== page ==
"Our K-8 Teachers would be live on Zoom with our students in a 30-minute block between 8:30 and 10:00 a.m. We were so grateful to our Horizons supporters for their pop-in visits and 'read alouds.' Our middle school students also enjoyed a panel discussion by the Black Resource Group at Aqua," shared Mrs. Lesher.
"This summer we are on an app called Raz-Kids," explained 4th grader Stephanie. "The app helps me read better and have a better understanding of the stories when I answer questions. I love this app because reading, writing, and math are my favorite subjects."Students worked weekly with a counselor on social emotional learning and mindfulness with the Headspace app and RULER curriculum on their Kindles. They also participated in enrichment classes in French, origami, drama, STEAM, art, and PE.
Episcopal students volunteered during the remote program. Many participated by recording their own lessons. "One of the core components of our Horizons Program is our robust Upper School volunteer program," explained Mrs. Lesher. "The strong connections our Horizons students and EA Upper School students create summer after summer are key to the social and emotional growth of our Horizons students. We were so fortunate to still maintain that 'connection' virtually. Many former and new volunteers submitted video recorded lessons around a variety of topics like cooking/baking, music, phonics, and literature."
"We were so impressed with two of our rising seniors, Ashley Lederman and Will Semmer, as they actually came up with this idea on their own and pitched it," explained Mrs. Delaney. "They planned meetings with the Horizons volunteers and did such a great job providing content on our website."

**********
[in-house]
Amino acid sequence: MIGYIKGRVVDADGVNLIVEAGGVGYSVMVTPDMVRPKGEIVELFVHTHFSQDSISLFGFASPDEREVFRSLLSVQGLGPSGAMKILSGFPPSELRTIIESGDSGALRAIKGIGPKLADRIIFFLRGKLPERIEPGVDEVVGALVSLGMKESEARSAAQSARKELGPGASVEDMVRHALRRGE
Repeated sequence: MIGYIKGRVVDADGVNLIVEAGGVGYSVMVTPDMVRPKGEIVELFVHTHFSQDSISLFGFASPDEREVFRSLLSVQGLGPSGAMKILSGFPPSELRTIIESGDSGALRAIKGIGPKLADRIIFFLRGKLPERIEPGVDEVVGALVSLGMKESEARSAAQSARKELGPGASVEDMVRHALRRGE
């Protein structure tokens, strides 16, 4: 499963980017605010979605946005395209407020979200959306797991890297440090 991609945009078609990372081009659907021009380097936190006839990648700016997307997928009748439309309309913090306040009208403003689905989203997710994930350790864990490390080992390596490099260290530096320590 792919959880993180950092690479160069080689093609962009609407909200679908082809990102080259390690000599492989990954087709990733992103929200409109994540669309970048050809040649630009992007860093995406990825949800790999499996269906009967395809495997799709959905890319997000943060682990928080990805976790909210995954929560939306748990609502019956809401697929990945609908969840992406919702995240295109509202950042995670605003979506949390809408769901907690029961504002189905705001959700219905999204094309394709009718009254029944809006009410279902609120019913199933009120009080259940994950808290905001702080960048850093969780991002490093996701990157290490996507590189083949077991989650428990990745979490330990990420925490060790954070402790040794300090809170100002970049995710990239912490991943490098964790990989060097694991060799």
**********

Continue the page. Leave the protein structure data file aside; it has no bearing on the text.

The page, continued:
Throughout the summer, Horizons teachers continued to surprise students and families by dropping off pizzas, cookies, books, and gift cards. "Recognizing our students and families for their daily efforts and participation during this anomaly was one of many ways to show our appreciation for their continuing commitment," shared Mrs. Lesher.
"On the final day of the program, board members, staff, and teachers traveled to the 12 graduating 8th graders' homes for a graduation parade," said Mrs. Lesher. "Graduates were celebrated with cheers and were presented with backpacks, a special Horizons 2020 sweatshirt, a leadership pin, personalized poster and yearbook, and a cake."
"I appreciate you and your team so much," shared the mother of Rayshid. "I can't say it enough. This is the best family we have been a part of in a long time."
"Everyday I am grateful for Horizons and what you all have done for us. Thank you so much," reflected Adrian's mother.
Seven of this summer's 12 graduates started in the program as Kindergarteners when Horizons at EA began in 2013.
One hundred sixteen students in Kindergarten through 8th grade took part in Horizons at Home, along with 19 staff members and 30 volunteers. This summer marked a fully matured Kindergarten through 8th grade program and the first graduating class.
Written with the assistance of EA Communications intern Julia DePillis '18.